Piezo pickups have a much weaker output, so they need a pre-amp most of the time. But a pre-amp can be turned way down in it's volume output level. Piezos are much more sensitive in picking up head and string vibrations than magnetics, and give a closer 'actual banjo tone' than magnetics. Neither is actually very accurate to the actual tone, which is so complex that it has yet to be digitally duplicated accurately yet.
No need to pull banjo strings. The pulling thing works on the heavy wound strings on a guitar, but the strings on a banjo are all so close together in overall gauge that pulling isn't needed. (unless you use nylon strings, which are very stretchy. It's good to pull them.)
Tuesday, May 18, 2010 @6:54:09 AM
Thanks, stanger, for the insight into pickups. I'm getting a better picture of how to construct my quiet practice banjo.
It seems that tracking the movement of the bridge with a piezo pickup will give me a more banjo-like sound and tracking the movement of the strings with a magnetic pickup will be more like an electric guitar. Tom Nechville has put both options on the Meteor and allows you to mix and match as you please.
I'll keep the pulling advice in mind for ukuleles and guitars, which I'd like to learn to play some day.
Tuesday, May 18, 2010 @8:30:57 AM
Yup. And you can buy several systems that incorporate both. You can also buy systems that use a magnetic and microphone, and/or all 3.
When it comes to amping a banjo, I always used a piezo, but others have done fine with all of the systems. The thing to remember is none are going to be accurate, so the sound to look for has to be a thing you think works for you. As far as practice goes, it's no big deal about an amp, but if you perform, and amp becomes just as important as the pickup.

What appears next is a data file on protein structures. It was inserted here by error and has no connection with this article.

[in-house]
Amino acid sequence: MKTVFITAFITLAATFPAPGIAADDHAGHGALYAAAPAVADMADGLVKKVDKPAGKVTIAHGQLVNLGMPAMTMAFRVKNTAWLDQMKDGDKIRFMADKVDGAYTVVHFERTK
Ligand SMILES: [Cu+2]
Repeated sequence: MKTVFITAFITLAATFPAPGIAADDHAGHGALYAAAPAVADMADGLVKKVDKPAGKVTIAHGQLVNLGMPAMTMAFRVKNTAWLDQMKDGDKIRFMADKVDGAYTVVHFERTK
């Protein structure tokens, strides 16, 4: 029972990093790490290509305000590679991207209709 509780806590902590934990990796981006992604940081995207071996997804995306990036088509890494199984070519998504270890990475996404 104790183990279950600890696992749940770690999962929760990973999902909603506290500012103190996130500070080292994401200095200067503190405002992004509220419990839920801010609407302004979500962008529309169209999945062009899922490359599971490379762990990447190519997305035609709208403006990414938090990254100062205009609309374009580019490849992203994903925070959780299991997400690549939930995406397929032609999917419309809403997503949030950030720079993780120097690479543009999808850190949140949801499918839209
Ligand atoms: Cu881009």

Tuesday, May 18, 2010 @8:34:04 AM
Alison Brown has the most natural sounding amped banjo I've ever heard, but it still doesn't sound like the natural banjo. She uses a mic mounted on the flange, but that's all I know. I'll bet she has a pickup under the head, and she's probably running the signal in different ways to her amp onstage and the house P.A.
This stuff can be super archane... sort of like making gold from tin. I experimented for over 20 years!
Tuesday, May 18, 2010 @11:39:19 AM
stanger, I did a little Googling and it sounds like Alison Brown has messed around a lot with electric banjo configurations. I'd like to learn more about what she's done.
I saw your description of her mic at http://www.banjohangout.org/archive/135559
Her Wikipedia entry at http://en.wikipedia.org/wiki/Alison_Brown says she's "known for a soft nylon-string banjo sound" so I wonder if nylon string are part of the sound you describe.
She apparently has a Nechville electric banjo that she designed (http://www.mudcat.org/thread.cfm?threadid=14333) which I guess is the Nechville Aurora Borealis Electric Banjo (http://www.herbdavidguitarstudio.com/catalog/product_info.php?products_id=3351).
She also plays a Deering Crossfire (http://www.bluegrasscenter.com/crossfire.html).